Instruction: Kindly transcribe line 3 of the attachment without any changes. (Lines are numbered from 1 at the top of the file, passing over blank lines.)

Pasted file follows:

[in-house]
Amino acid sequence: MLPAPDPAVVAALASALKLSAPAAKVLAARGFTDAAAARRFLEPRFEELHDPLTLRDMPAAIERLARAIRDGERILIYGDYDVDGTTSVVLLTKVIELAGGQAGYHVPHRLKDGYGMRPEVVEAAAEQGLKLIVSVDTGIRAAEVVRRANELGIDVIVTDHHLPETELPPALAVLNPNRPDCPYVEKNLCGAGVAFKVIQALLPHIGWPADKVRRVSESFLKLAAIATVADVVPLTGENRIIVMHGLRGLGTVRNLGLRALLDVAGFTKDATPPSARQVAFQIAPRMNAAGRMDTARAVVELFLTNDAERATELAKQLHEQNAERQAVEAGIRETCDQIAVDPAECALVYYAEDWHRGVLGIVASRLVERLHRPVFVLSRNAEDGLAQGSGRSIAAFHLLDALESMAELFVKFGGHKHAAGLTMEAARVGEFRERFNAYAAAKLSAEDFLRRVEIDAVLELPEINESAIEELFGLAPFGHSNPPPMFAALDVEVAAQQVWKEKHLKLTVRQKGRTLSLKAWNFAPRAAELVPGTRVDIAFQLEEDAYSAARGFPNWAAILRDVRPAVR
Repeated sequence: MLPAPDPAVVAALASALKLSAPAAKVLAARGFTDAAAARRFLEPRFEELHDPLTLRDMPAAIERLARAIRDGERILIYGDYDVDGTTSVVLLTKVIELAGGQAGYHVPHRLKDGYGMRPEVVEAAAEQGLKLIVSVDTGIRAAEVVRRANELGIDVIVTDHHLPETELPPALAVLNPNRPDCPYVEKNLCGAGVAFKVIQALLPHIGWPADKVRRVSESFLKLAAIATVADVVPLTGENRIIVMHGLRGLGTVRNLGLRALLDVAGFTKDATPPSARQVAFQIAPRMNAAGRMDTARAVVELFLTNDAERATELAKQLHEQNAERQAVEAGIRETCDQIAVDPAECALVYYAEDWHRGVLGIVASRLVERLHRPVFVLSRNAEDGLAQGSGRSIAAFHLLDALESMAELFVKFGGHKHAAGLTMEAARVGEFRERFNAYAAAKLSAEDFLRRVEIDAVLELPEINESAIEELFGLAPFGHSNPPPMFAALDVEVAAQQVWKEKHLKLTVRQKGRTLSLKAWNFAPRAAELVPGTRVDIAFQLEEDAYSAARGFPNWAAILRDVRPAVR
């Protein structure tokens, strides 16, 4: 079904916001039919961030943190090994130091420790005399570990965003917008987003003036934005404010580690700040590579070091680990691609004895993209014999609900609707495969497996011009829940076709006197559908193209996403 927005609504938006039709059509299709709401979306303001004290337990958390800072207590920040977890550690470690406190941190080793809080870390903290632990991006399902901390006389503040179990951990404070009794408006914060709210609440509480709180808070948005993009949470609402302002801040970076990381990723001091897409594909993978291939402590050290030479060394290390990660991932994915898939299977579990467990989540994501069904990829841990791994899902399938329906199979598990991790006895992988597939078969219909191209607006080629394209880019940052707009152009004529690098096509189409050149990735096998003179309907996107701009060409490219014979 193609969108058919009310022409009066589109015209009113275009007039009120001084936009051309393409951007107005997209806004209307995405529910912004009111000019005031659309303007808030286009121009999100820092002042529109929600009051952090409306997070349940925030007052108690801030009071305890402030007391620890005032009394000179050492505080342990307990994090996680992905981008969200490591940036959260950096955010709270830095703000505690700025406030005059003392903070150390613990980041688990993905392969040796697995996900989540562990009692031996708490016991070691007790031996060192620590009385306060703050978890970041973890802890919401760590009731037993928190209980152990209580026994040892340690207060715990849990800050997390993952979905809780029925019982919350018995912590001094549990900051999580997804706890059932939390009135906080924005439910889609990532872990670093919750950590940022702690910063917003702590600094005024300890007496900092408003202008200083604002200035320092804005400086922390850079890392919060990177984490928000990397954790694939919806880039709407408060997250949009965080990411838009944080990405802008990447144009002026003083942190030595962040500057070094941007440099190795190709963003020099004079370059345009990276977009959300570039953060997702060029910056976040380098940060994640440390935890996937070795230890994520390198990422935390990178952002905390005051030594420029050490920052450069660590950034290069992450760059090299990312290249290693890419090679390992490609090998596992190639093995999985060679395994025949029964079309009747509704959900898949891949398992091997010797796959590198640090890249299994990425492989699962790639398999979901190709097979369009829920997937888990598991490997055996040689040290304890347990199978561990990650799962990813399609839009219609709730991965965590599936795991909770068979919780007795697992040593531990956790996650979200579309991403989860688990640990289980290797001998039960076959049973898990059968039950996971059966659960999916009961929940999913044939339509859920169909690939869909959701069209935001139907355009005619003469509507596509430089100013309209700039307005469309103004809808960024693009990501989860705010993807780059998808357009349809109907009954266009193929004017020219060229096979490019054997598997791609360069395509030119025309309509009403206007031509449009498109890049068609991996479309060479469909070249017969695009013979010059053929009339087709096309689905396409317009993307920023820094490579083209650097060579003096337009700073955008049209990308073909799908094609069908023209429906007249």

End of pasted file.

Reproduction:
Repeated sequence: MLPAPDPAVVAALASALKLSAPAAKVLAARGFTDAAAARRFLEPRFEELHDPLTLRDMPAAIERLARAIRDGERILIYGDYDVDGTTSVVLLTKVIELAGGQAGYHVPHRLKDGYGMRPEVVEAAAEQGLKLIVSVDTGIRAAEVVRRANELGIDVIVTDHHLPETELPPALAVLNPNRPDCPYVEKNLCGAGVAFKVIQALLPHIGWPADKVRRVSESFLKLAAIATVADVVPLTGENRIIVMHGLRGLGTVRNLGLRALLDVAGFTKDATPPSARQVAFQIAPRMNAAGRMDTARAVVELFLTNDAERATELAKQLHEQNAERQAVEAGIRETCDQIAVDPAECALVYYAEDWHRGVLGIVASRLVERLHRPVFVLSRNAEDGLAQGSGRSIAAFHLLDALESMAELFVKFGGHKHAAGLTMEAARVGEFRERFNAYAAAKLSAEDFLRRVEIDAVLELPEINESAIEELFGLAPFGHSNPPPMFAALDVEVAAQQVWKEKHLKLTVRQKGRTLSLKAWNFAPRAAELVPGTRVDIAFQLEEDAYSAARGFPNWAAILRDVRPAVR